Humans are social creatures and we love to share gossip, but we share what we like, not necessarily what is true. So are you living in a golden age of misinformation? If you are how would you know? This week Aleks Krotoski discusses Whispers on The Digital Human, a series that explores how connections via modern media are changing human behaviour.
It’s relevant to scientists because spreading information is what most scientists hope they do. Yet it seems that social networks are fertile ground for spreading misinformation. Why is that?
One answer suggested in the programme is that it’s down to how the scoring system works on social media. There are no obvious points to be won on Facebook or Twitter, but if you look below you’ll see sharing buttons. They’ll have numbers by them and even though they’re not really a score bigger numbers are better.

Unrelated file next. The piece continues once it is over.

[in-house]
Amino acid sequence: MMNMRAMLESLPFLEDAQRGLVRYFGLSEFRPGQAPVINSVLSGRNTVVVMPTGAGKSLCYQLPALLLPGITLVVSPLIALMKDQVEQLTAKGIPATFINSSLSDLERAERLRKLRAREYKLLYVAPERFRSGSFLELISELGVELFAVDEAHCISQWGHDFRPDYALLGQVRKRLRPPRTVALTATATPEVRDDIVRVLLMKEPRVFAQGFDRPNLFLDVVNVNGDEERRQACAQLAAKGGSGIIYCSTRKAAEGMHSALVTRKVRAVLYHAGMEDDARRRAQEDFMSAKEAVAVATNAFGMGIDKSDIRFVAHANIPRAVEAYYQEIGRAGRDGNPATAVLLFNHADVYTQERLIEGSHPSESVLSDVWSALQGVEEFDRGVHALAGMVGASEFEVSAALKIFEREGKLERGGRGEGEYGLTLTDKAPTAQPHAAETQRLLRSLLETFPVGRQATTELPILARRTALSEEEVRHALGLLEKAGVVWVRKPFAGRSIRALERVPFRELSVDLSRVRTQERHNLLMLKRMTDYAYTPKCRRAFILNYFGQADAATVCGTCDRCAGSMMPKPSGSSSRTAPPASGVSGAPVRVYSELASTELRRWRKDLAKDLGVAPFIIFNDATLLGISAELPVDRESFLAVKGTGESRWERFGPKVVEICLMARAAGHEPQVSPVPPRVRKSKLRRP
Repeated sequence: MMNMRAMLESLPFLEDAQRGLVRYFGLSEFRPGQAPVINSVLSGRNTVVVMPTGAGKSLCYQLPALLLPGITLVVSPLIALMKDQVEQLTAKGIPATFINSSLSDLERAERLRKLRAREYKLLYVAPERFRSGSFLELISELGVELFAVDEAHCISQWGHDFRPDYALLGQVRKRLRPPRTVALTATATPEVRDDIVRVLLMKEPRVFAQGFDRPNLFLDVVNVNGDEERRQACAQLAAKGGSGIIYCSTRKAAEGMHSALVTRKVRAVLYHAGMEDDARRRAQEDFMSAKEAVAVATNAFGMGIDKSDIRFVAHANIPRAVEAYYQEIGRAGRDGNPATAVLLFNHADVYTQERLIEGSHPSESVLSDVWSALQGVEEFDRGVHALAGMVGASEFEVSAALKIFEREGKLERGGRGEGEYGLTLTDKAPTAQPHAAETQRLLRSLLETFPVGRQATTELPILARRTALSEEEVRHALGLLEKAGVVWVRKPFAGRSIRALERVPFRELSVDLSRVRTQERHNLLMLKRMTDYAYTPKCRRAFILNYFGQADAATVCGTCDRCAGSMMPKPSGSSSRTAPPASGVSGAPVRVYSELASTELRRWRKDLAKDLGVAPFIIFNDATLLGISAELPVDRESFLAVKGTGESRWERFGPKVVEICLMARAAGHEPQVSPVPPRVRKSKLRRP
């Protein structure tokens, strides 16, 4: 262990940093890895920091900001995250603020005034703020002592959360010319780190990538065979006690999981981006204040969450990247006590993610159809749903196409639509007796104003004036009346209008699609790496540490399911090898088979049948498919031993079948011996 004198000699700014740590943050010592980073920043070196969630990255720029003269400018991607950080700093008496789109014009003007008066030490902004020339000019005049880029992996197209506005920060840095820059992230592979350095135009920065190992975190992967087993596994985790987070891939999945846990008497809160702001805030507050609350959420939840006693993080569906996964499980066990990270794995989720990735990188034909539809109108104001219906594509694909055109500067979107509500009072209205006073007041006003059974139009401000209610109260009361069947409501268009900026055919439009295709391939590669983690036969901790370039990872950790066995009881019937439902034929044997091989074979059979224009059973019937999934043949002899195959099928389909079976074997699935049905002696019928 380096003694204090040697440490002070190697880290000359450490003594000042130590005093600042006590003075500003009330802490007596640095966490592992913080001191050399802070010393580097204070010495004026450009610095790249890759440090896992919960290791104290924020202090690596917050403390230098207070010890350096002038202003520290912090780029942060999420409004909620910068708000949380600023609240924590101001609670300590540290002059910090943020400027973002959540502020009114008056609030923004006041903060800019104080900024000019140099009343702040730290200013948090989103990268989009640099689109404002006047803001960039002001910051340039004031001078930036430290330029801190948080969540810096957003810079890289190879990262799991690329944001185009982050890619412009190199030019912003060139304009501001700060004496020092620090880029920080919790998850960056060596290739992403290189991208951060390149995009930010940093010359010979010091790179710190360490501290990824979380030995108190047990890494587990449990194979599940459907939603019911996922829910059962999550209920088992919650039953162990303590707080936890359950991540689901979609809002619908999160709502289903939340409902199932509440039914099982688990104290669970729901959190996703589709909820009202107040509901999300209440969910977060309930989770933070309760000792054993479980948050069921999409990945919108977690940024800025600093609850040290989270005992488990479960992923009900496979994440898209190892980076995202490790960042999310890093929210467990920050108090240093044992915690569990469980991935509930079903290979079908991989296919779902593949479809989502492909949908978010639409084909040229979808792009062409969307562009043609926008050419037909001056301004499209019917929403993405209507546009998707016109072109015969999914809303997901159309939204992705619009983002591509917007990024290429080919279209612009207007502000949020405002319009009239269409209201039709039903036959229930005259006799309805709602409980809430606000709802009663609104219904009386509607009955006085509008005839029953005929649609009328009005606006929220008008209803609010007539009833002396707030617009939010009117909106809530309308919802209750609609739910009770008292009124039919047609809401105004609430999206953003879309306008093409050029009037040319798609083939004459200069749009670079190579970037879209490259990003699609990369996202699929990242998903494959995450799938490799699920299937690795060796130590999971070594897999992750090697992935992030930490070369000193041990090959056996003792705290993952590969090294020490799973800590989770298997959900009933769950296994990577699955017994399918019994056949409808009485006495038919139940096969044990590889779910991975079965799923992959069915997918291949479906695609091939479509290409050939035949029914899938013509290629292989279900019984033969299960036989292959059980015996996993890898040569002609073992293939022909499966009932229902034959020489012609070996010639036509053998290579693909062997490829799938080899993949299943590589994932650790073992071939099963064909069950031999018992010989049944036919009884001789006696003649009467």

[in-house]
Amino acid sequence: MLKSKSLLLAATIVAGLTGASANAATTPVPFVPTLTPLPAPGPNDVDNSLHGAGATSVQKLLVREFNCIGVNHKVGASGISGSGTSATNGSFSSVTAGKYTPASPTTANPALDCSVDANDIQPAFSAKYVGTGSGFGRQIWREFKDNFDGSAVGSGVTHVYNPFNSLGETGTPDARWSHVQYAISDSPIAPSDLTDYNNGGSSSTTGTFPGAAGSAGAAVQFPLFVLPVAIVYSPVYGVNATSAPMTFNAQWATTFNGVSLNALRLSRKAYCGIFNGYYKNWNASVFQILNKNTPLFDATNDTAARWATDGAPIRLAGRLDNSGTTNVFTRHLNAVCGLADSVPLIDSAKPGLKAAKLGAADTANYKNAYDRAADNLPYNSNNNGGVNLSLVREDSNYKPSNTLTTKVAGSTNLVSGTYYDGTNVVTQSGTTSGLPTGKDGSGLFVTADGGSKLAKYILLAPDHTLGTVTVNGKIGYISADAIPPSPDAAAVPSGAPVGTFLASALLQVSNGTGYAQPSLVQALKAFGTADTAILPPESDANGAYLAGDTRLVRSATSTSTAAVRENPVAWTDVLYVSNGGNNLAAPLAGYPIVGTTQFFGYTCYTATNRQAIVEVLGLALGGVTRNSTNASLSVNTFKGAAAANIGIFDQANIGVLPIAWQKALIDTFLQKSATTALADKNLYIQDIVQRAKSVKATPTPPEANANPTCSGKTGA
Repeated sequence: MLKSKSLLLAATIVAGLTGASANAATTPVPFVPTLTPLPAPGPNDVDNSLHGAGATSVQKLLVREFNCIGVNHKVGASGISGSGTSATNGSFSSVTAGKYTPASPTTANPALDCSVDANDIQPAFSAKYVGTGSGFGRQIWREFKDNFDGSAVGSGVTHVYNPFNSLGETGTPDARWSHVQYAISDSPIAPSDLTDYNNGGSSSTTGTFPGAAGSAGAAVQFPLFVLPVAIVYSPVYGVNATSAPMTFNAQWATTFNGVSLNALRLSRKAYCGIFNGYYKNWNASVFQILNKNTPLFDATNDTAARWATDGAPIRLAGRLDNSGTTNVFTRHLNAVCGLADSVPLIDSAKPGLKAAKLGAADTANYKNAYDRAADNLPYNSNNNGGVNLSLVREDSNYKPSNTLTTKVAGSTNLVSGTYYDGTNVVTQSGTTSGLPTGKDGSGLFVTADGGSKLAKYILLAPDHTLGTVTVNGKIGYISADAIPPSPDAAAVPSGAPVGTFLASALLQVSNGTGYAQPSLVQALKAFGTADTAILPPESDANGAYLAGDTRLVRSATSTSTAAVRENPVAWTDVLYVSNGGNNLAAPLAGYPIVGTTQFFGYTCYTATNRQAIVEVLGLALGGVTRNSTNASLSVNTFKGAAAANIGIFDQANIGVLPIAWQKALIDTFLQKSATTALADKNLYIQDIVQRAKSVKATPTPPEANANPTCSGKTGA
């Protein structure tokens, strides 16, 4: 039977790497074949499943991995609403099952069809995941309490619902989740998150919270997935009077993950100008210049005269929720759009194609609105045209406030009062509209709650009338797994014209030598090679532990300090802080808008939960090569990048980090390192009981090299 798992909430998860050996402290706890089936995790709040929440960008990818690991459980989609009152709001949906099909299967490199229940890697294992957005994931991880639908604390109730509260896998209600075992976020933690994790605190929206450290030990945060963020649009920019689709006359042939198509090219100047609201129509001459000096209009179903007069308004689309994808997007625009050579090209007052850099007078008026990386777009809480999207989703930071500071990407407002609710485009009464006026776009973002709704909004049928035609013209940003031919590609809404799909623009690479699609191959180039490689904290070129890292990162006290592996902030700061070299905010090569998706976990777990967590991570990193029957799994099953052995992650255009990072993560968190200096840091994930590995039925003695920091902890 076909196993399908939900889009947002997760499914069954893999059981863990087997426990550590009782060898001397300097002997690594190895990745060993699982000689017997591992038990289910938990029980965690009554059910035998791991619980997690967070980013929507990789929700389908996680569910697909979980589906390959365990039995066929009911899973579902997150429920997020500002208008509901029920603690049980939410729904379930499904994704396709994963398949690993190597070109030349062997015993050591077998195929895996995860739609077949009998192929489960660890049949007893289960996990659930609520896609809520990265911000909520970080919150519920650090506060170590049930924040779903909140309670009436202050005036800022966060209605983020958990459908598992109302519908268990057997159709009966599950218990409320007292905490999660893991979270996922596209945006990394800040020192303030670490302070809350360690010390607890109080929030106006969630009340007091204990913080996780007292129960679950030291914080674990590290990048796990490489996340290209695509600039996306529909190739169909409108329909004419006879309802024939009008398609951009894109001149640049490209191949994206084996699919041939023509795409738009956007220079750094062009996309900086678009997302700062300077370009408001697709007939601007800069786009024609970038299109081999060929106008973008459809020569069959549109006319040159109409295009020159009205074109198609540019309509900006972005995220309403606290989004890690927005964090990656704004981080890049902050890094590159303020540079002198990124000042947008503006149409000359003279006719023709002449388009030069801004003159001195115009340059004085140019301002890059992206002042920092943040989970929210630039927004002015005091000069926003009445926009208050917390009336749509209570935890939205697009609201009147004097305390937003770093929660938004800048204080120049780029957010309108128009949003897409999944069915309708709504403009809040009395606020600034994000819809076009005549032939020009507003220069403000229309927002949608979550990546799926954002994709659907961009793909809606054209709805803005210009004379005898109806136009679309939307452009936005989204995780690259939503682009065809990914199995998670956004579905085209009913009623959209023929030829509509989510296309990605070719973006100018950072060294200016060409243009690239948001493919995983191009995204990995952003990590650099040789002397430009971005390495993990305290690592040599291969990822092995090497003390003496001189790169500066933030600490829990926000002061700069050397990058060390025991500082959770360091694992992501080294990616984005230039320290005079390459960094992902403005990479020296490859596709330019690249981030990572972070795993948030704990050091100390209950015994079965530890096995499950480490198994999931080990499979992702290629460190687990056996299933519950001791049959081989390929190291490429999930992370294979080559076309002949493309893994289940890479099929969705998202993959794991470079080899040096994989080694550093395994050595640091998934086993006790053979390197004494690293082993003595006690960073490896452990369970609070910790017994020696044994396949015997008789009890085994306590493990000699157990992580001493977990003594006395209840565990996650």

There’s also evidence that we choose our own realities, which may or may not coincide with the reality happening outside our skulls.
This is going to be a problem if your research finds a reality that people don’t like, whether that’s Anthropogenic Global Warming is real, or that GMOs are not inherently more of a safety hazard than other plants.
Another problem is that evidence proving a rumour false, might increase belief in the rumour. On the one hand this might be simple conspiracy theory – they wouldn’t try disproving it unless it was true. However, there’s also evidence that the way memory works reinforces rumour when you disprove it.
It’s easy to listen to the programme and look at the issues as something that affects other people. Did people really believe a tiger was roaming the streets of London in 2011? But the counterpoint is, what do you believe that is rumour, and do you really have time to fact check everything?